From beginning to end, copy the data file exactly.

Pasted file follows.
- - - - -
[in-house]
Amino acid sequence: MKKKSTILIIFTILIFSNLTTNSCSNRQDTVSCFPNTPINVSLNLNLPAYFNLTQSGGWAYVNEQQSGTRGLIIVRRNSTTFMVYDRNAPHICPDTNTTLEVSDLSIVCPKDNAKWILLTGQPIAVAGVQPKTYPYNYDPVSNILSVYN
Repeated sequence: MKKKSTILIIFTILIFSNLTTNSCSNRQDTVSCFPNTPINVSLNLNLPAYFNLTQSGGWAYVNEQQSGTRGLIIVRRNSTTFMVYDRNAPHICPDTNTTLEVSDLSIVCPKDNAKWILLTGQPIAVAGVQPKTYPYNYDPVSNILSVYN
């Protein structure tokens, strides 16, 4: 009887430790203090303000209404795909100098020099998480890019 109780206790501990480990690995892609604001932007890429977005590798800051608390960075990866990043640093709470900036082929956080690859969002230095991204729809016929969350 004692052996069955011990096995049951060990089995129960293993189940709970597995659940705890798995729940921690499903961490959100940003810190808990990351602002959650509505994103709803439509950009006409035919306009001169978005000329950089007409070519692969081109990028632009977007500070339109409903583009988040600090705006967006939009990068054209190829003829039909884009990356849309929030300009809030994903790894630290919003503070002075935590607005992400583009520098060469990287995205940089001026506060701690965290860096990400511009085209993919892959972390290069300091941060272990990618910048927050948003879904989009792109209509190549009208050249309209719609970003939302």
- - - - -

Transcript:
[in-house]
Amino acid sequence: MKKKSTILIIFTILIFSNLTTNSCSNRQDTVSCFPNTPINVSLNLNLPAYFNLTQSGGWAYVNEQQSGTRGLIIVRRNSTTFMVYDRNAPHICPDTNTTLEVSDLSIVCPKDNAKWILLTGQPIAVAGVQPKTYPYNYDPVSNILSVYN
Repeated sequence: MKKKSTILIIFTILIFSNLTTNSCSNRQDTVSCFPNTPINVSLNLNLPAYFNLTQSGGWAYVNEQQSGTRGLIIVRRNSTTFMVYDRNAPHICPDTNTTLEVSDLSIVCPKDNAKWILLTGQPIAVAGVQPKTYPYNYDPVSNILSVYN
């Protein structure tokens, strides 16, 4: 009887430790203090303000209404795909100098020099998480890019 109780206790501990480990690995892609604001932007890429977005590798800051608390960075990866990043640093709470900036082929956080690859969002230095991204729809016929969350 004692052996069955011990096995049951060990089995129960293993189940709970597995659940705890798995729940921690499903961490959100940003810190808990990351602002959650509505994103709803439509950009006409035919306009001169978005000329950089007409070519692969081109990028632009977007500070339109409903583009988040600090705006967006939009990068054209190829003829039909884009990356849309929030300009809030994903790894630290919003503070002075935590607005992400583009520098060469990287995205940089001026506060701690965290860096990400511009085209993919892959972390290069300091941060272990990618910048927050948003879904989009792109209509190549009208050249309209719609970003939302």